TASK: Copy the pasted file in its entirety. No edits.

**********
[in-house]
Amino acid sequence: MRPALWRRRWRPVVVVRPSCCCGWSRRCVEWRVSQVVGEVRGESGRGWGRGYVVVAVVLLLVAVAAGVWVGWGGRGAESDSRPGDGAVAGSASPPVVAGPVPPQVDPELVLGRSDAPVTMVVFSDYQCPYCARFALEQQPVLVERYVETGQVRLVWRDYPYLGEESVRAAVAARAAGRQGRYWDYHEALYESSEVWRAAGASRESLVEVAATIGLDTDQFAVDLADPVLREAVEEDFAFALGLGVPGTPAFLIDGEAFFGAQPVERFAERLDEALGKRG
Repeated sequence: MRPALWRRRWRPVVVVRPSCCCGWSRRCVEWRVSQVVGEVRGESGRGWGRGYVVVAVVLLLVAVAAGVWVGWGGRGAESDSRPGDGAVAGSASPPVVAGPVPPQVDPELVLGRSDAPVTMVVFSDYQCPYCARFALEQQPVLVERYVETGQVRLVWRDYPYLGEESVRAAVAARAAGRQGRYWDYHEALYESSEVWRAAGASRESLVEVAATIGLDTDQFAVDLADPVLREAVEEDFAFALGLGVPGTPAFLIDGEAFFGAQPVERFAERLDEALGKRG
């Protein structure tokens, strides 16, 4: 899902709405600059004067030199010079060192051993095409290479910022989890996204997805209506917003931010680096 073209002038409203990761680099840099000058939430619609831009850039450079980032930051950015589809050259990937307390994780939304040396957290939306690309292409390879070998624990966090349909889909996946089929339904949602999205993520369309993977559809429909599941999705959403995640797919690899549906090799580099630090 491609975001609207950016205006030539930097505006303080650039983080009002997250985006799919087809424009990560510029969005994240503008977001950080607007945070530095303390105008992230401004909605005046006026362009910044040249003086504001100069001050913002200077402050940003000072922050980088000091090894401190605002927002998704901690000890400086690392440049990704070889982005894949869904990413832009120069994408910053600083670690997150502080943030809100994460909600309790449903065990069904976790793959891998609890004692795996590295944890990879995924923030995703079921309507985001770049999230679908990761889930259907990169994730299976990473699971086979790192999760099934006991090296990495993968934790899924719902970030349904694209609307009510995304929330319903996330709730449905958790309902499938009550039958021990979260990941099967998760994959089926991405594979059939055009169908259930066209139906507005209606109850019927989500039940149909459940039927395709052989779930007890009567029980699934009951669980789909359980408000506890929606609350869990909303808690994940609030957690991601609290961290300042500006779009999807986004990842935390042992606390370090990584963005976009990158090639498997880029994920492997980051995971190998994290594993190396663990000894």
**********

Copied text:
[in-house]
Amino acid sequence: MRPALWRRRWRPVVVVRPSCCCGWSRRCVEWRVSQVVGEVRGESGRGWGRGYVVVAVVLLLVAVAAGVWVGWGGRGAESDSRPGDGAVAGSASPPVVAGPVPPQVDPELVLGRSDAPVTMVVFSDYQCPYCARFALEQQPVLVERYVETGQVRLVWRDYPYLGEESVRAAVAARAAGRQGRYWDYHEALYESSEVWRAAGASRESLVEVAATIGLDTDQFAVDLADPVLREAVEEDFAFALGLGVPGTPAFLIDGEAFFGAQPVERFAERLDEALGKRG
Repeated sequence: MRPALWRRRWRPVVVVRPSCCCGWSRRCVEWRVSQVVGEVRGESGRGWGRGYVVVAVVLLLVAVAAGVWVGWGGRGAESDSRPGDGAVAGSASPPVVAGPVPPQVDPELVLGRSDAPVTMVVFSDYQCPYCARFALEQQPVLVERYVETGQVRLVWRDYPYLGEESVRAAVAARAAGRQGRYWDYHEALYESSEVWRAAGASRESLVEVAATIGLDTDQFAVDLADPVLREAVEEDFAFALGLGVPGTPAFLIDGEAFFGAQPVERFAERLDEALGKRG
């Protein structure tokens, strides 16, 4: 899902709405600059004067030199010079060192051993095409290479910022989890996204997805209506917003931010680096 073209002038409203990761680099840099000058939430619609831009850039450079980032930051950015589809050259990937307390994780939304040396957290939306690309292409390879070998624990966090349909889909996946089929339904949602999205993520369309993977559809429909599941999705959403995640797919690899549906090799580099630090 491609975001609207950016205006030539930097505006303080650039983080009002997250985006799919087809424009990560510029969005994240503008977001950080607007945070530095303390105008992230401004909605005046006026362009910044040249003086504001100069001050913002200077402050940003000072922050980088000091090894401190605002927002998704901690000890400086690392440049990704070889982005894949869904990413832009120069994408910053600083670690997150502080943030809100994460909600309790449903065990069904976790793959891998609890004692795996590295944890990879995924923030995703079921309507985001770049999230679908990761889930259907990169994730299976990473699971086979790192999760099934006991090296990495993968934790899924719902970030349904694209609307009510995304929330319903996330709730449905958790309902499938009550039958021990979260990941099967998760994959089926991405594979059939055009169908259930066209139906507005209606109850019927989500039940149909459940039927395709052989779930007890009567029980699934009951669980789909359980408000506890929606609350869990909303808690994940609030957690991601609290961290300042500006779009999807986004990842935390042992606390370090990584963005976009990158090639498997880029994920492997980051995971190998994290594993190396663990000894």